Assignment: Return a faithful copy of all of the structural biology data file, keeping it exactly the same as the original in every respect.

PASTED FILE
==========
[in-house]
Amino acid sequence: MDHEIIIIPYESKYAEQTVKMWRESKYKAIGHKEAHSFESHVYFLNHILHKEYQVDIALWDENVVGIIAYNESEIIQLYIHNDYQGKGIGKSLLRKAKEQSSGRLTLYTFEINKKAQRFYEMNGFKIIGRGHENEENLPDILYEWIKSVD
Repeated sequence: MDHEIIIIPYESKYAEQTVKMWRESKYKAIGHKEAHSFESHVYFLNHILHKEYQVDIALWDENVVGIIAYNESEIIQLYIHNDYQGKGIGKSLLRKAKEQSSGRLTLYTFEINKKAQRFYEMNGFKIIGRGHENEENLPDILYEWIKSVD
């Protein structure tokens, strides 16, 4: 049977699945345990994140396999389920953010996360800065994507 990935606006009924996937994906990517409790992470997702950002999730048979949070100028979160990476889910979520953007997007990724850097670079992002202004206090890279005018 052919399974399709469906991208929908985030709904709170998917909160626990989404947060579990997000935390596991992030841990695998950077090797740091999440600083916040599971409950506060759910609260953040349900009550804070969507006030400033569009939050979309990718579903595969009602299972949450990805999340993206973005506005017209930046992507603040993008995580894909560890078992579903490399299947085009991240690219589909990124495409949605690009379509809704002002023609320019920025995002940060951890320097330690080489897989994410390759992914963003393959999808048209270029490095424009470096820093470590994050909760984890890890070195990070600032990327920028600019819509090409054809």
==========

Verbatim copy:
[in-house]
Amino acid sequence: MDHEIIIIPYESKYAEQTVKMWRESKYKAIGHKEAHSFESHVYFLNHILHKEYQVDIALWDENVVGIIAYNESEIIQLYIHNDYQGKGIGKSLLRKAKEQSSGRLTLYTFEINKKAQRFYEMNGFKIIGRGHENEENLPDILYEWIKSVD
Repeated sequence: MDHEIIIIPYESKYAEQTVKMWRESKYKAIGHKEAHSFESHVYFLNHILHKEYQVDIALWDENVVGIIAYNESEIIQLYIHNDYQGKGIGKSLLRKAKEQSSGRLTLYTFEINKKAQRFYEMNGFKIIGRGHENEENLPDILYEWIKSVD
């Protein structure tokens, strides 16, 4: 049977699945345990994140396999389920953010996360800065994507 990935606006009924996937994906990517409790992470997702950002999730048979949070100028979160990476889910979520953007997007990724850097670079992002202004206090890279005018 052919399974399709469906991208929908985030709904709170998917909160626990989404947060579990997000935390596991992030841990695998950077090797740091999440600083916040599971409950506060759910609260953040349900009550804070969507006030400033569009939050979309990718579903595969009602299972949450990805999340993206973005506005017209930046992507603040993008995580894909560890078992579903490399299947085009991240690219589909990124495409949605690009379509809704002002023609320019920025995002940060951890320097330690080489897989994410390759992914963003393959999808048209270029490095424009470096820093470590994050909760984890890890070195990070600032990327920028600019819509090409054809």